Thursday, September 27, 2012

Again With the Divorce Clarification

For about a year, Glenn Stanton with Focus on the Family has been posting an article about divorce on several different evangelical websites.

He seems intent on debunking what he perceives as a myth about churched people divorcing at roughly the same rate as unchurched people.

In case you saw his recent blog on the Gospel Coalition's website, let me once again provide a more rational counterpoint to Stanton's fuzzy math on the subject:
(each link is a different essay I've written just on this subject)
Some of the discrepancies come from different terminology, such as "Christians" and "churched people," which I view as two separate entities.  Churched people don't necessarily need to demonstrate faith in Christ, while many of us assume - however erroneously - that "Christians" should.  The problem with "churched people" is that the outside world assumes that many of them are Christians of an orthodox evangelical faith, when it's quite likely they're not.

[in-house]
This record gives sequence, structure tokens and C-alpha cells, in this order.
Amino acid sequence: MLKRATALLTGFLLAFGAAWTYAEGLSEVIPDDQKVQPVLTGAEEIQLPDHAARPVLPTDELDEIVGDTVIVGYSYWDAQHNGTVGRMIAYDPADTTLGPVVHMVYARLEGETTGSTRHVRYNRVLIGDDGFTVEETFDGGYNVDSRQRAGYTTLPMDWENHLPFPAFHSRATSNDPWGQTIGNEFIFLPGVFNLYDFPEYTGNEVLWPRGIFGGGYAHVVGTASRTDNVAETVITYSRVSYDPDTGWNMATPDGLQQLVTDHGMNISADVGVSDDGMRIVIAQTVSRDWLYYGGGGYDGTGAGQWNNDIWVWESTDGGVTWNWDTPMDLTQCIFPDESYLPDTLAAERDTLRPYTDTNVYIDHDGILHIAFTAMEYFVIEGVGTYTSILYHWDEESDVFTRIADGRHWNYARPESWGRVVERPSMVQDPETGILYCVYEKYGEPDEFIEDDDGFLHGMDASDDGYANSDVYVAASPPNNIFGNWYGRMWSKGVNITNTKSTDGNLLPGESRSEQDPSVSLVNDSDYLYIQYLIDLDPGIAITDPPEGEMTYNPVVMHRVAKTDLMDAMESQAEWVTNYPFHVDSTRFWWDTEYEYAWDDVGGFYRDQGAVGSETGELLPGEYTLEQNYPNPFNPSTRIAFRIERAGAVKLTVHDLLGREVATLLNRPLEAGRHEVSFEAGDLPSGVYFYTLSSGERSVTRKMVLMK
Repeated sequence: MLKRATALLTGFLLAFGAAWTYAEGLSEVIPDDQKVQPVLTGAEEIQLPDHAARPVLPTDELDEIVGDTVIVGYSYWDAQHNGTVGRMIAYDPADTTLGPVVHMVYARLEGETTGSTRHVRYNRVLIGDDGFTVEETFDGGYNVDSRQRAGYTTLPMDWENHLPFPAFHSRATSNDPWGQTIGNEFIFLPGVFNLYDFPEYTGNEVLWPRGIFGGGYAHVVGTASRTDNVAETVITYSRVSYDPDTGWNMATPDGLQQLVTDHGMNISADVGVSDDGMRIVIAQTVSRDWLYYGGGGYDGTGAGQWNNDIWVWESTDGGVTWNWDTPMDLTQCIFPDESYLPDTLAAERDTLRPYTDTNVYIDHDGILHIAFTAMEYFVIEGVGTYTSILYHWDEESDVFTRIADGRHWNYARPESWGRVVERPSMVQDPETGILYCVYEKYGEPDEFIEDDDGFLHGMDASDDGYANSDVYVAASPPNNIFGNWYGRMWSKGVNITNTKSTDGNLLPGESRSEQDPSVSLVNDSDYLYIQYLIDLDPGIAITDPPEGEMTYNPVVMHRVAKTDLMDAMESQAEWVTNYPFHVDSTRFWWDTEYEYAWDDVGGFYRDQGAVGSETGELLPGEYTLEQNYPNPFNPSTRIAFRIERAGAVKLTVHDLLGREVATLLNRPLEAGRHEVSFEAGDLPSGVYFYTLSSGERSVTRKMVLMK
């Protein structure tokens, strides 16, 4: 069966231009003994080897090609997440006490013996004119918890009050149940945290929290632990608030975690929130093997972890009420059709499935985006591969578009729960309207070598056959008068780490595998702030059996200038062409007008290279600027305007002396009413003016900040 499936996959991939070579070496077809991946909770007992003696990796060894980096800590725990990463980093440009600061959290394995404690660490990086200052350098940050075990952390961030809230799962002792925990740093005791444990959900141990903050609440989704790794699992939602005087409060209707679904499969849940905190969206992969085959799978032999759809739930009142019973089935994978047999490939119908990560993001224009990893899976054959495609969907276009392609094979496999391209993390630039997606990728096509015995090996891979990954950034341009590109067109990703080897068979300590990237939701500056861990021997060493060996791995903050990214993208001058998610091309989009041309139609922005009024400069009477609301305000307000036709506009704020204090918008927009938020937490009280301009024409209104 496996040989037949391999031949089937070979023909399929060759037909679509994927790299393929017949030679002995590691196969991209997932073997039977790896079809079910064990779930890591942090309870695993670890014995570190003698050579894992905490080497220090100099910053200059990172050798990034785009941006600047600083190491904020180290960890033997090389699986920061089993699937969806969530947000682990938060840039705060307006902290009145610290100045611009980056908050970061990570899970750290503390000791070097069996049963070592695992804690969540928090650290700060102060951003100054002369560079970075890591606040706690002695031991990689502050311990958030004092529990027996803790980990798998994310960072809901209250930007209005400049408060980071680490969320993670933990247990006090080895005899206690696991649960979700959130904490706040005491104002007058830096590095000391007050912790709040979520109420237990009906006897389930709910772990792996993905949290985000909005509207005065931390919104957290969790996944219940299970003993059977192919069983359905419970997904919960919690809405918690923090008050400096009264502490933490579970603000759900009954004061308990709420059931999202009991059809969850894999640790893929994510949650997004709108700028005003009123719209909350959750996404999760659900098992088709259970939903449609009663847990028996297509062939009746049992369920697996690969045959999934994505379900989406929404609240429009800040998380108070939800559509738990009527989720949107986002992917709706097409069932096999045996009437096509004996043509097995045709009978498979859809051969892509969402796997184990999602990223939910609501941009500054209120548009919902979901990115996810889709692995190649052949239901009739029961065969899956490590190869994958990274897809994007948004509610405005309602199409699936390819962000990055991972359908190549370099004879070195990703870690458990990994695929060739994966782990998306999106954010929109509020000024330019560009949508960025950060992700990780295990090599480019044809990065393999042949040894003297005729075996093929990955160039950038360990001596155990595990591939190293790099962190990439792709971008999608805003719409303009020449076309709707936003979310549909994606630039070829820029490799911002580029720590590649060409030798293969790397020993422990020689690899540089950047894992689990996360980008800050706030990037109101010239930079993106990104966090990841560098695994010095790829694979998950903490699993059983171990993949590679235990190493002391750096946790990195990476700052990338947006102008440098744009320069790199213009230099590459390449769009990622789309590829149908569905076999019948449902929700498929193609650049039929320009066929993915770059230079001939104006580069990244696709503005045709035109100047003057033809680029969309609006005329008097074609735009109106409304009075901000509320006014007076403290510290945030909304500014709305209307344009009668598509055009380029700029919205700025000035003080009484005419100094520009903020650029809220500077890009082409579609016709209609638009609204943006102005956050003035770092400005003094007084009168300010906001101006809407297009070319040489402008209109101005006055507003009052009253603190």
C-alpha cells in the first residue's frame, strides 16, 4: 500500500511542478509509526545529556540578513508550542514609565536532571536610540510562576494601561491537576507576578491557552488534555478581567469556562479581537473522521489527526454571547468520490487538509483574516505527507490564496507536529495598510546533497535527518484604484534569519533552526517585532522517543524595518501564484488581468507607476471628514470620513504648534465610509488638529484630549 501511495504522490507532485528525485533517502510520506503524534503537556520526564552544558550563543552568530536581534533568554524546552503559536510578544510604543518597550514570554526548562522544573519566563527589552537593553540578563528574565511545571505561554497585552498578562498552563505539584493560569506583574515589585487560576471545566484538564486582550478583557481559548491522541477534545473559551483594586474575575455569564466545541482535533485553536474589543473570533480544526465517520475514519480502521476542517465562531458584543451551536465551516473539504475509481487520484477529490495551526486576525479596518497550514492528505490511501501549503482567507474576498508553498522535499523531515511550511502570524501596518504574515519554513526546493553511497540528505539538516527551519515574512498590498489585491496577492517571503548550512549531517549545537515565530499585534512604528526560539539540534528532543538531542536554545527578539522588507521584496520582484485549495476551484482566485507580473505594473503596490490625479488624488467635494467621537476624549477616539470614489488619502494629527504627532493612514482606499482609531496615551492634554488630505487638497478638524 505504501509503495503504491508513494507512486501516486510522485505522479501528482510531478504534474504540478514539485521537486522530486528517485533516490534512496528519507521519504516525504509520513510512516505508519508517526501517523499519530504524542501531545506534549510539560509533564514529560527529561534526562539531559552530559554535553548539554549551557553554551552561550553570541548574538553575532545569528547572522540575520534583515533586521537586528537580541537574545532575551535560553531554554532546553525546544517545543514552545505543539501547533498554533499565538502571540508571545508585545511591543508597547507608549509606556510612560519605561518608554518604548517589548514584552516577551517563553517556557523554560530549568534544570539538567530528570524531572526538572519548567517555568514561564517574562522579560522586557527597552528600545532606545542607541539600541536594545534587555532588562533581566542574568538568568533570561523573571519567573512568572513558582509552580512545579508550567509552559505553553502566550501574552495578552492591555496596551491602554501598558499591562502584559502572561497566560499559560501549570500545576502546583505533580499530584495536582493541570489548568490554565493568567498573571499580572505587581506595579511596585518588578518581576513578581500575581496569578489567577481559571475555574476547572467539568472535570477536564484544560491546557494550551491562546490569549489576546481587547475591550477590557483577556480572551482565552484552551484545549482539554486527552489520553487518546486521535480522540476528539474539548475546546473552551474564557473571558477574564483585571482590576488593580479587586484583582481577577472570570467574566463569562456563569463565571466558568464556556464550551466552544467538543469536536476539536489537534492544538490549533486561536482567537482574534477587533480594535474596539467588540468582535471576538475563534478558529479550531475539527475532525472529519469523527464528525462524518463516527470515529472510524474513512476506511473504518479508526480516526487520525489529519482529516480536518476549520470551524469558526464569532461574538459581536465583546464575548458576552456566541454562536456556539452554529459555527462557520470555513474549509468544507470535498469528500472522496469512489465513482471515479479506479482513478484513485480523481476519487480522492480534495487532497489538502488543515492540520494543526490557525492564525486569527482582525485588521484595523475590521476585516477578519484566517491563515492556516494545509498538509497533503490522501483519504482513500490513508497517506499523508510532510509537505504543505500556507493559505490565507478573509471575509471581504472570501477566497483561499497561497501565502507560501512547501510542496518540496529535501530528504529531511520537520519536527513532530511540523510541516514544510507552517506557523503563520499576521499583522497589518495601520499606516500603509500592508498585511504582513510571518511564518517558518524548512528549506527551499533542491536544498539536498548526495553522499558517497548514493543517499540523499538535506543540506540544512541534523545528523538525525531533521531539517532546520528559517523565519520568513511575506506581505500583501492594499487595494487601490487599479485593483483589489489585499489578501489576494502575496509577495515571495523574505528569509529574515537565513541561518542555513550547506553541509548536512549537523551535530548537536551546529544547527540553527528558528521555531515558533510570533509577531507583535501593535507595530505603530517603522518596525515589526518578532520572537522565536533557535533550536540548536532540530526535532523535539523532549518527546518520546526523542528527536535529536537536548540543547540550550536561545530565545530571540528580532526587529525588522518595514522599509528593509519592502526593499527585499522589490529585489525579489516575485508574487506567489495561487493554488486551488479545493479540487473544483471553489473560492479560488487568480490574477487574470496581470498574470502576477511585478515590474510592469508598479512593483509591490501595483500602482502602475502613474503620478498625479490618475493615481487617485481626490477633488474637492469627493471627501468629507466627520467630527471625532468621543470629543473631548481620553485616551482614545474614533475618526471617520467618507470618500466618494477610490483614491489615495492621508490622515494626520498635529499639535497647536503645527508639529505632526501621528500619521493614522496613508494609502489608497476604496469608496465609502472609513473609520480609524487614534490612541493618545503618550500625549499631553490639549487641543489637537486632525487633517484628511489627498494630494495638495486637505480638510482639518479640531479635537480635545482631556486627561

Stanton also relies on statistics which appear to inflate the divorce rate among unchurched people - at up to 60% - while in reality, many experts believe it hovers in the low to mid 30's.  That clarification alone puts divorce rates for churched folk squarely in the same ballpark. 

I have not posted links to these three essays on the feedback portion of Stanton's current article on the Gospel Coalition's website because I'm trying to respect his authority as a leader in America's evangelical movement.  I did e-mail my first essay to his office, which obviously didn't change his mind about anything.  I'm hoping it's because one of his underlings couldn't find it in the volume of mail they undoubtedly receive, and not that it's simply because he's a big Somebody in American evangelicalism, and I'm not.

Still, truth is truth, no matter who writes it.  So as many times as I see Stanton continuing to post his aging arguments for his flawed conjecture on the Internet, I'm going to quietly post the reality of the situation, and trust that the Holy Spirit guides the people who need to read the truth to my corner of the World Wide Web.

Eventually, I hope that as statistics chronicle an evolving improvement in marriage rates among churched Americans, through such successful ministries as Focus on the Family, this topic will become irrelevant anyway.  I imagine Stanton would heartily agree with me on that.

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